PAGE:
Some 15,000 Meskhetians are believed to live in Russia's Krasnodar

Like other non-Slav refugees and displaced persons, most Krasnodar
Meskhetians have been denied civic rights and suffer from isolation and
xenophobic attitudes fueled by the local administration.

Krasnodar Governor Aleksander Tkachev maintains that his tough stance on
refugees and immigrants has the backing of Russian President Vladimir
Putin. Although the Kremlin denies the claim, rights groups blame Putin
for failing to publicly disavow Krasnodar authorities.

Marat Baratashvili is the chairman of the Tbilisi-based Union of
Georgian Repatriates, a nongovernmental group that advocates the return
of Meskhetians to their original homeland. Baratashvili, himself an
ethnic Meskhetian, tells our correspondent he has reservations about the
U.S. resettlement program.

“I view this program with circumspection,” he says. “In itself, this
idea is not bad. But it would have been better for the Meskhetians if
their rights in Russia had been respected and if their rights in Georgia
had been restored. In that case, the [U.S.] program would have been a
wonderful thing. But under the present conditions it has nothing to do
with respect of human rights. Apparently, it is a political decision
made by the United States and Russia. The aim is to take this
problematic issue away from the [Krasnodar] region and make things
easier for Georgia too.”

Two years ago, after dozens of Krasnodar Meskhetians went on a hunger
strike to protest discrimination from local authorities, Putin pledged
to set up a special commission to examine their claims.

But during a visit to the region in October 2003, the Russian president
did not signal any apparent willingness to address the Meskhetian issue.

Talking before an assembly of Kuban Cossacks, Putin urged Georgian
authorities to take their responsibilities and provide for a quick
return of the Meskhetian population.

Yet, the Georgian leadership in turn gave no indication it would take
immediate action.

Then President Eduard Shevardnadze said Georgia could not face another
influx of migrants until it finds a solution to the many problems posed
by tens of thousands of displaced persons from the separatist republic
of Abkhazia.

Georgian authorities also say they fear Meskhetians might claim
ownership of lands and houses located in their home region of
Samtskhe-Javakheti and create problems with the local Armenian

The new government that took over from the Shevardnadze administration
last November has carefully avoided raising the Meskhetian issue.

In the words of Levan Berdzenishvili, a civil rights campaigner close to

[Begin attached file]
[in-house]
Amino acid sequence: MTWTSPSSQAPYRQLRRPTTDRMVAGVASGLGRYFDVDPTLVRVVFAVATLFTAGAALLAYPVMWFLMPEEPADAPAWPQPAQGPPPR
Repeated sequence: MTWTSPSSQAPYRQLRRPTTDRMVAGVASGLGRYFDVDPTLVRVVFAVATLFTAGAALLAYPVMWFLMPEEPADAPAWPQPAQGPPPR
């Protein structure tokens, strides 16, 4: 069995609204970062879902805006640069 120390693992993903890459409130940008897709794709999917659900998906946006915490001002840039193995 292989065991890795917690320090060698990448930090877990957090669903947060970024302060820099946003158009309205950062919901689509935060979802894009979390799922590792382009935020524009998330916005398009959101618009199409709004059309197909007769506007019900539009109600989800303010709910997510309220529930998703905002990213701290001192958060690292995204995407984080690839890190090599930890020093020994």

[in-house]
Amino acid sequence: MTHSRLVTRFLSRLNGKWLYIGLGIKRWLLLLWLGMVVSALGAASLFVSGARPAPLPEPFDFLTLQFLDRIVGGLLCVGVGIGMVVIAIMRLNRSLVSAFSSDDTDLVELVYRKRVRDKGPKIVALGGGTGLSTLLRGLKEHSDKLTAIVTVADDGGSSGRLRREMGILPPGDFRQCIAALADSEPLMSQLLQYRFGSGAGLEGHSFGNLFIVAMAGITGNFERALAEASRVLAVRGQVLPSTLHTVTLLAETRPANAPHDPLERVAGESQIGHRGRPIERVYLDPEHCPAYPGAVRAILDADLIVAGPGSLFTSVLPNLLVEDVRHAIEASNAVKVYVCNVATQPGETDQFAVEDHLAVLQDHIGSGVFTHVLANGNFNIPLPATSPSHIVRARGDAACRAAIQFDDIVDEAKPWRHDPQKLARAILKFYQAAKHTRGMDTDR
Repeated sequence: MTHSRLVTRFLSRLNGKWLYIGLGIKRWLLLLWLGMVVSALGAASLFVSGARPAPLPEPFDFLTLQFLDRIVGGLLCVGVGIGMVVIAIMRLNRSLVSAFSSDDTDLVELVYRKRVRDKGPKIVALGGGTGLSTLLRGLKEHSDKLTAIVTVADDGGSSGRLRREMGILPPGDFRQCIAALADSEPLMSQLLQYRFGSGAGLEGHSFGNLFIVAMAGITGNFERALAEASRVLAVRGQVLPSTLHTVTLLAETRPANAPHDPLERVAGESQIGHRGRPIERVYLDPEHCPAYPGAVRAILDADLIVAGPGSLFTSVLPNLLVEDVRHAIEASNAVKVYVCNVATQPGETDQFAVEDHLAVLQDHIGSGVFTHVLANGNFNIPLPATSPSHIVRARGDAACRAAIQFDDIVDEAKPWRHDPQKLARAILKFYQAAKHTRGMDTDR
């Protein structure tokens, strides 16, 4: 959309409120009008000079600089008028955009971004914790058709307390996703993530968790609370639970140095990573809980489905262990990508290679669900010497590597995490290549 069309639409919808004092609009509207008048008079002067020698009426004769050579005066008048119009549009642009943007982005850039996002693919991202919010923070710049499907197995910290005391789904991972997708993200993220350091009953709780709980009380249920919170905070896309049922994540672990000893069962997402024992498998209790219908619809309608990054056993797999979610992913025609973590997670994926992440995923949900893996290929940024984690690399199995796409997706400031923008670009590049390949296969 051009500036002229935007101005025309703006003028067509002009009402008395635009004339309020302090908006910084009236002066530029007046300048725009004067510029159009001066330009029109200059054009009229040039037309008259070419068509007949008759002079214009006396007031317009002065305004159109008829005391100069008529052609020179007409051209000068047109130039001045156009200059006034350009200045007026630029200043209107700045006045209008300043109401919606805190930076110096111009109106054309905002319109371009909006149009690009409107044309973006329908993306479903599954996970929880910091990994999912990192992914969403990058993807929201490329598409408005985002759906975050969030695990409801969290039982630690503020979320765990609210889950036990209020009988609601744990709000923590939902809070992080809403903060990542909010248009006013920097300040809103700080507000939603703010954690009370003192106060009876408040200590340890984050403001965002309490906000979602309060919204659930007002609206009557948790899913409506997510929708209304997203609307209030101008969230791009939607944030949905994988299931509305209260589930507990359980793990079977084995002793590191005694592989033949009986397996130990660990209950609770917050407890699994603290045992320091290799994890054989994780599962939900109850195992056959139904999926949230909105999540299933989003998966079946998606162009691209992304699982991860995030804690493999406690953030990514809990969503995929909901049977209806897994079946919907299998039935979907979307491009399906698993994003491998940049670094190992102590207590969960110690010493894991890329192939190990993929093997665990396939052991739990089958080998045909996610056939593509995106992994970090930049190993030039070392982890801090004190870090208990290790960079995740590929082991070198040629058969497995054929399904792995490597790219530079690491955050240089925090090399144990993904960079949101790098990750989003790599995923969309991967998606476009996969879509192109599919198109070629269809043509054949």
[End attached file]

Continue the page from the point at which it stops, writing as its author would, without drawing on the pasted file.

Georgia's current leaders, the Meskhetian problem is so controversial
that "any government that would try to solve it must be ready to leave

Georgia's Prime news agency quoted Berdzenishvili as saying last
October, "This issue must be settled. However, no one would ever forgive
any government for trying to solve it."

IOM mission head Getchell, however, believes the U.S. government hopes
that by taking a few thousands refugees it would help improve the fate
of the majority of the Meskhetian population.

"It is just hoped by the government of the U.S., I think, that taking
[an] initial group might relieve some of the pressure in the [Krasnodar]
region to the point where for local authorities -- and perhaps for
Georgia -- the numbers [of Meskhetians remaining in the region] will be
smaller and the solutions may be more easily attainable," Getchell said.

Most Krasnodar Meskhetians reportedly see the U.S. refugee program as a
painful opportunity to temporarily escape harassment from regional

The Caucasian Knot information website quoted community leader Sarvar
Tedorov as saying (27 Feb), "Our people [have been uprooted twice] in 60
years and we do not want to [be uprooted] a third [time]. But if the
Russian government and the administration of the Krasnodar [region]
continue [with their policy toward the Meskhetians], we will have to
leave, no matter where, to the U.S. or elsewhere."

Baratashvili believes most of his ethnic kin would prefer remaining in
the Krasnodar region with all rights due to Russian citizens, or return
to Georgia.

"My impression is that for them it is a temporary measure, a forced
step. They are like a penned flock of sheep, which see that a gate has
just opened in the fence. They rush toward that gate to escape the
custody they live under in Krasnodar. They have the choice between dying
there or going out toward freedom, even if this is a relative freedom
because they still cannot return to Georgia," Baratashvili says.

Getchell of the IOM confirms that during talks with Krasnodar
Meskhetians, he had the impression many saw the U.S. refugee program as
a last-resort solution.

Yet, unlike Baratashvili, he does not believe the resettlement
initiative is an attempt at postponing the settlement of the Meskhetian

"What the U.S. is hoping is that this resettlement option is going to be
part of a grander solution," he says.